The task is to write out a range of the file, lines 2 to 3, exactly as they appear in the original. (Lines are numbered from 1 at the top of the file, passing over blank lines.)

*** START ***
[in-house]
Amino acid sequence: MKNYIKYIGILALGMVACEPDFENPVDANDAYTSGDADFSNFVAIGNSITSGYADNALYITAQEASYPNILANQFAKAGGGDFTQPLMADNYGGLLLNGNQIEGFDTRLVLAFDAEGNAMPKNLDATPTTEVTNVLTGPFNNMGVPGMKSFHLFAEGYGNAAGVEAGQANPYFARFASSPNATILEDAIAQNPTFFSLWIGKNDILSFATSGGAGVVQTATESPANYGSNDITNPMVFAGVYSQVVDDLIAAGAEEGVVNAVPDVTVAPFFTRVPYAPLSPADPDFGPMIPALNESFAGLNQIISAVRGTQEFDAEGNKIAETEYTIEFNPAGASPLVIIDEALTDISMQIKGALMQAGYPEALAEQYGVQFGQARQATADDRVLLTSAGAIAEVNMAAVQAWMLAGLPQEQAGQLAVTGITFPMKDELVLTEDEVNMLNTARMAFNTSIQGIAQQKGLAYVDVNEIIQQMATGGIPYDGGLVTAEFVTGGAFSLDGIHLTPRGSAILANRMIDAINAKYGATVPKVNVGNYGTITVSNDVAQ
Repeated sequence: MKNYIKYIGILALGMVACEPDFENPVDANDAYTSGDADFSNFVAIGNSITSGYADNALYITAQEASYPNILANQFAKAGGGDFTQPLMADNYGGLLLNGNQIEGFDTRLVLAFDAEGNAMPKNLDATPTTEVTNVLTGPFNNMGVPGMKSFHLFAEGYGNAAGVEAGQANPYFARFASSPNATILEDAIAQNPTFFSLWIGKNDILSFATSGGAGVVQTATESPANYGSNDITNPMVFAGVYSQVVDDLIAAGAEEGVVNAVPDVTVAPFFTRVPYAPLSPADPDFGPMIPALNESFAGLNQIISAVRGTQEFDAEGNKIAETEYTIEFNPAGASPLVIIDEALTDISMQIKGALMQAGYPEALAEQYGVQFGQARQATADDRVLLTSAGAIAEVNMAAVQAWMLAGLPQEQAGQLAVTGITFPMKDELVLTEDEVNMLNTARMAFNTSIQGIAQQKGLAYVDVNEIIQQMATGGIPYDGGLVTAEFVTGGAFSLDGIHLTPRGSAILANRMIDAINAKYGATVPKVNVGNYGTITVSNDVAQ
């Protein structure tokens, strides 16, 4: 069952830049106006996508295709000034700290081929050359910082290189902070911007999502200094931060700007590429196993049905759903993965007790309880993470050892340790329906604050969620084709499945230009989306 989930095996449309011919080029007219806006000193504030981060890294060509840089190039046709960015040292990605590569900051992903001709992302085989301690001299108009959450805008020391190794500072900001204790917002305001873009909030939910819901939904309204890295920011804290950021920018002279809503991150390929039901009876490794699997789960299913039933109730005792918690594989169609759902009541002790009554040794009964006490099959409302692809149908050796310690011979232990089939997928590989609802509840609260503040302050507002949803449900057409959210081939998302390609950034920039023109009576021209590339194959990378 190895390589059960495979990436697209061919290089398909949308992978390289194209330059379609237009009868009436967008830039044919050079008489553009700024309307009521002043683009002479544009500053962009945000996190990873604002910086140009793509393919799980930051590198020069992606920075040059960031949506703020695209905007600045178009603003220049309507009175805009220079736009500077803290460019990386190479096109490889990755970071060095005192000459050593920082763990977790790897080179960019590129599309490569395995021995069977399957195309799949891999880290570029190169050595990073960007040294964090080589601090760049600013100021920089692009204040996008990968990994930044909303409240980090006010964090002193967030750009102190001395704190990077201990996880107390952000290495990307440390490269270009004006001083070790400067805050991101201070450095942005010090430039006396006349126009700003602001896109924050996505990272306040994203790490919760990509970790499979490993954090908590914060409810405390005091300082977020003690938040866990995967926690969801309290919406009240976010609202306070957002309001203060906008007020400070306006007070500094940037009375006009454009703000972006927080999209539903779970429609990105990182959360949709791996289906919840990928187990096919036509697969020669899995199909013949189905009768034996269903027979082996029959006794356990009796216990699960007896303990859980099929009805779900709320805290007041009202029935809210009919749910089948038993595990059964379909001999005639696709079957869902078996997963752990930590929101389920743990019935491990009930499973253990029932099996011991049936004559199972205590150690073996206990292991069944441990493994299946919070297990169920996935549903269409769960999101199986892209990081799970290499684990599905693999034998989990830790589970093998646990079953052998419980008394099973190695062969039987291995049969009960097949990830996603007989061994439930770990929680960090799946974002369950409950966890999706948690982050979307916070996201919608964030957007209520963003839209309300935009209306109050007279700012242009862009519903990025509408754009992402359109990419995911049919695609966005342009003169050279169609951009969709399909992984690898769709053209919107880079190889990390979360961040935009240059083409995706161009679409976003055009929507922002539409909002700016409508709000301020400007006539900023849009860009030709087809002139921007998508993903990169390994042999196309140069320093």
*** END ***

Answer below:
Amino acid sequence: MKNYIKYIGILALGMVACEPDFENPVDANDAYTSGDADFSNFVAIGNSITSGYADNALYITAQEASYPNILANQFAKAGGGDFTQPLMADNYGGLLLNGNQIEGFDTRLVLAFDAEGNAMPKNLDATPTTEVTNVLTGPFNNMGVPGMKSFHLFAEGYGNAAGVEAGQANPYFARFASSPNATILEDAIAQNPTFFSLWIGKNDILSFATSGGAGVVQTATESPANYGSNDITNPMVFAGVYSQVVDDLIAAGAEEGVVNAVPDVTVAPFFTRVPYAPLSPADPDFGPMIPALNESFAGLNQIISAVRGTQEFDAEGNKIAETEYTIEFNPAGASPLVIIDEALTDISMQIKGALMQAGYPEALAEQYGVQFGQARQATADDRVLLTSAGAIAEVNMAAVQAWMLAGLPQEQAGQLAVTGITFPMKDELVLTEDEVNMLNTARMAFNTSIQGIAQQKGLAYVDVNEIIQQMATGGIPYDGGLVTAEFVTGGAFSLDGIHLTPRGSAILANRMIDAINAKYGATVPKVNVGNYGTITVSNDVAQ
Repeated sequence: MKNYIKYIGILALGMVACEPDFENPVDANDAYTSGDADFSNFVAIGNSITSGYADNALYITAQEASYPNILANQFAKAGGGDFTQPLMADNYGGLLLNGNQIEGFDTRLVLAFDAEGNAMPKNLDATPTTEVTNVLTGPFNNMGVPGMKSFHLFAEGYGNAAGVEAGQANPYFARFASSPNATILEDAIAQNPTFFSLWIGKNDILSFATSGGAGVVQTATESPANYGSNDITNPMVFAGVYSQVVDDLIAAGAEEGVVNAVPDVTVAPFFTRVPYAPLSPADPDFGPMIPALNESFAGLNQIISAVRGTQEFDAEGNKIAETEYTIEFNPAGASPLVIIDEALTDISMQIKGALMQAGYPEALAEQYGVQFGQARQATADDRVLLTSAGAIAEVNMAAVQAWMLAGLPQEQAGQLAVTGITFPMKDELVLTEDEVNMLNTARMAFNTSIQGIAQQKGLAYVDVNEIIQQMATGGIPYDGGLVTAEFVTGGAFSLDGIHLTPRGSAILANRMIDAINAKYGATVPKVNVGNYGTITVSNDVAQ